By Martin J. Kidston
She enjoys school; she likes to learn, and she's into the same quirks as most 15-year-old girls. The only difference is, this girl has been charged as an accomplice in a double homicide.
While 15-year-old Francine Spang stands accused of two counts of deliberate homicide under the felony murder rule and a host of other charges, her attorney, Stephen A. Gannon, maintains that the only thing Francine Spang is guilty of is being in the wrong place at the wrong time.
As the system of justice spins its legal wheels towards a verdict of guilty or innocent, Gannon said he is concerned with Spang's well-being, and her future which, he believes, can be placed on track provided that she's placed in a positive environment.
In order to proceed towards that positive environment, at Spang's arraignment last Wednesday Gannon requested that she be placed in the Florence Critteron Home in Helena. There, Gannon argued, Spang would receive proper counseling and be able to pursue her education.
"She's been in the juvenile detention center for two months now," Gannon said. "It's not appropriate for a long-term stay. But she's doing the best that can be expected, although she's frustrated with the process. We'd like to see her get counseling."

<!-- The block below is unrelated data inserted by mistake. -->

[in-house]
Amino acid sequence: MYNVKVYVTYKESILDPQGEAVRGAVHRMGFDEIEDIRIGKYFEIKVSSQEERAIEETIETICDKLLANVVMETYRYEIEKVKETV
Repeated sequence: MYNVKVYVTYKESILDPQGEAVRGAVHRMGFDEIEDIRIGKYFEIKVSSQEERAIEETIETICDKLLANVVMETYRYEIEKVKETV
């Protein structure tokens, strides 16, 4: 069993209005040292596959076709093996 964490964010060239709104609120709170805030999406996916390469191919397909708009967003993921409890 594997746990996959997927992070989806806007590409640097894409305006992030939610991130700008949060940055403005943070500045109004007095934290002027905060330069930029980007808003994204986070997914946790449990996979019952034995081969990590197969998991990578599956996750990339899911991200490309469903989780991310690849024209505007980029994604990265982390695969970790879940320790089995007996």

Gannon said that because Francine allegedly played witness to the murder of Kristi Walker and Kevin Caplette on Sept. 16, the recollection of that night continues to haunt her. Consequently, she needs more counseling than what she's receiving at the detention center.
"She doesn't receive a lot of counseling, not as much as I think she might need," Gannon said. "We're trying to work with probation and parole, and family services, but nobody wants to do anything until the end of this trial. I think that may be a mistake."
Gannon said Spang enjoys school and likes to learn, although she's had some difficulties in school in the past. However, the detention center in which she's currently incarcerated does not offer any education, and where rehabilitation is concerned, Gannon hopes to get her to a facility where that could change.
When it comes to Spang's role in the crime, Gannon is reluctant to discuss details. However, he maintains that the 15-year-old is innocent of the crimes with which she has been charged.
"She's a 15-year-old girl who, in my view, was in the wrong place at the wrong time," Gannon said. "She's not the best kid in the world, but she's certainly not guilty of what they have charged her with."
As for now, Gannon said he believes that Spang is suffering from Post Traumatic Stress Disorder and places her mental health as a high priority.
"It's a difficult thing for anyone to go through, let alone a 15-year-old girl," Gannon said. "She's lonely. She's had a troubled life."